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New Pathway for the Treatment of Patients with Hepatitis C

The Health Protection Agency estimates that there are 250,000 people with Hepatitis C in the UK, while some estimates put the prevalence as high as 466,000. Most people go undiagnosed and less than half receive treatment.

Hepatitis C is a blood-borne virus that can cause inflammation, swelling and scarring of the liver tissue, and often leads to significant liver damage. Greater Manchester has the highest levels of hepatitis C in England, with estimates reaching around 16,000 cases, due largely to its high prevalence among the sizeable local injecting drug using population. Without a doubt, hepatitis C is an escalating public health issue that will cost the NHS up to £8billion over the next 30 years unless testing and treatment is improved.

The Greater Manchester Hepatitis C Strategy, in partnership with NHS Greater Manchester, has developed a new clinical care pathway for the treatment of people with suspected hepatitis C. The new pathway puts patient care at the heart and will streamline and shorten the various processes a patient needs to go through.

At present, General Practitioners carry out a basic test on patients to see if they have hepatitis C antibodies in their system. About 20-30 per cent of people clear the virus from their bodies and so the problem with this test is that it does not show if the virus is still present. This means the patient is then referred to secondary care i.e. hospital, for further tests.

What the new pathway promotes is for GPs to do a PCR test (polymerase chain reaction) which detects whether or not the hepatitis C virus is still in the patient's system. This cuts out the need for patients to be referred to secondary care, wait to see a Consultant and then wait for testing and results. Patients who show as positive in both tests will then be referred directly to the nearest or preferred treatment centre instead of being referred to a local gastroenterologist first. In Greater Manchester there are four treatment centres including North Manchester General Hospital (Lead Consultant, Dr Vilar), Manchester Royal Infirmary (Lead Consultant, Dr Prince), Royal Albert Edward Infirmary (Lead Consultant, Dr Banait), and Wythenshawe Hospital (Lead Consultant, Dr Newton).

Overall, the new pathway minimizes waiting time for patients. Siobhan Fahey, Programme Manager for the Greater Manchester Hepatitis C Strategy says: "The new pathway is designed to cut out additional steps that the patient currently has to take in finding out whether or not they have hepatitis C and getting it treated. The changes will provide savings to the NHS which at this point in time is a real necessity.

"The pathway will certainly help patients as they will be tested more promptly, receive the results much more quickly and this in turn will reduce the anxiety and worry that they will no doubt be feeling. We are in the process of meeting GPs across Greater Manchester, providing training on the new pathway and providing various literature."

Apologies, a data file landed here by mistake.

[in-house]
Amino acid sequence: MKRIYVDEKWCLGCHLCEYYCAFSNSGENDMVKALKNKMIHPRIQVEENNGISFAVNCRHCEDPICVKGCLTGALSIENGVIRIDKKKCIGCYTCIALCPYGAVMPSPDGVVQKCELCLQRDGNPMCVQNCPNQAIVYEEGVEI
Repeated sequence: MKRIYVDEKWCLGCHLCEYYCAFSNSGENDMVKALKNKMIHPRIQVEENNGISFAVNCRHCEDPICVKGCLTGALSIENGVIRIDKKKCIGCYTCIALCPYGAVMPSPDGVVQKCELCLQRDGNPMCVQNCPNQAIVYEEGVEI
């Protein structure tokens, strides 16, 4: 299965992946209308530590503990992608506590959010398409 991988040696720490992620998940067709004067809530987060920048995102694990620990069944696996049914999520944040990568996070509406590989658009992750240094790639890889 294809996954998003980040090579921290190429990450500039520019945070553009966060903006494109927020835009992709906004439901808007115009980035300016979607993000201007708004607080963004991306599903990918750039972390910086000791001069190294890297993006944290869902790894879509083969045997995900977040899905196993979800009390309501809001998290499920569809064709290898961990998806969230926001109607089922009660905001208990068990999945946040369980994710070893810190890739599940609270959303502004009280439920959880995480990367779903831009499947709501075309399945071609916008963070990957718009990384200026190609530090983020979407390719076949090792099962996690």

For more information, advice and guidance please visit www.greatermanchesterhepc.com.

 

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Notes to editors

 

Media contact

Laura Parker, Communications Manager for the Greater Manchester Hepatitis C Strategy, t: 07812 087 047.

 

About Hepatitis C

Hepatitis C is a blood-borne virus that infects the cells of the liver.

It can cause inflammation

(swelling) and fibrosis (scarring) of the liver tissue, and sometimes significant liver damage. It ranges in severity from a mild illness lasting a few weeks to a serious, lifelong illness that attacks the liver. 

Hepatitis C is spread when blood from a person infected with the Hepatitis C virus enters the body of someone who is not infected. Those at risk are:

  • Those who currently or have previously shared needles, syringes, straws or other equipment to inject or snort drugs
  • If you were in receipt of a blood transfusion or transplant before 1991
  • If you were in receipt of blood products before 1987
  • People born oversees may have been exposed to re-used needles or given contaminated blood. HCV rates in Pakistan for example is 3%. In Greater Manchester there are around 29,000 people living here who were born in Pakistan which means around 1,115 could be infected

 

  • Patients who have received health care abroad in countries where medical equipment may be inadequately sterilised are at increased risk. This particularly applies to people born in developing countries, who may have been exposed to increased risk of infection
  • People who have had acupuncture, tattoos or body piercing - this can be due to either improperly sterilized equipment or contamination of any dyes being used
  • Needlestick injuries in health care settings
  • Sharing personal care items that may have come in contact with another person's blood, such as razors or toothbrushes
  • Having sexual contact with a person infected with the Hepatitis C virus
  • Being born to a mother who has Hepatitis C.

 

About the Greater Manchester Hepatitis C Strategy

The Greater Manchester Hepatitis C Strategy (GMHCVS) was formed in response to the national Hepatitis C Strategy in 2004 and increasing local recognition of a need to improve local services in Greater Manchester. Hepatitis C is a serious public health issue for the North West and Greater Manchester in particular has consistently had the highest rates of infection in injecting drug users in the country. Hepatitis C is regarded by the North West Strategic Health Authority as one of the top five health issues for the region and has been identified by NHS Greater Manchester as one of the top twenty health priorities.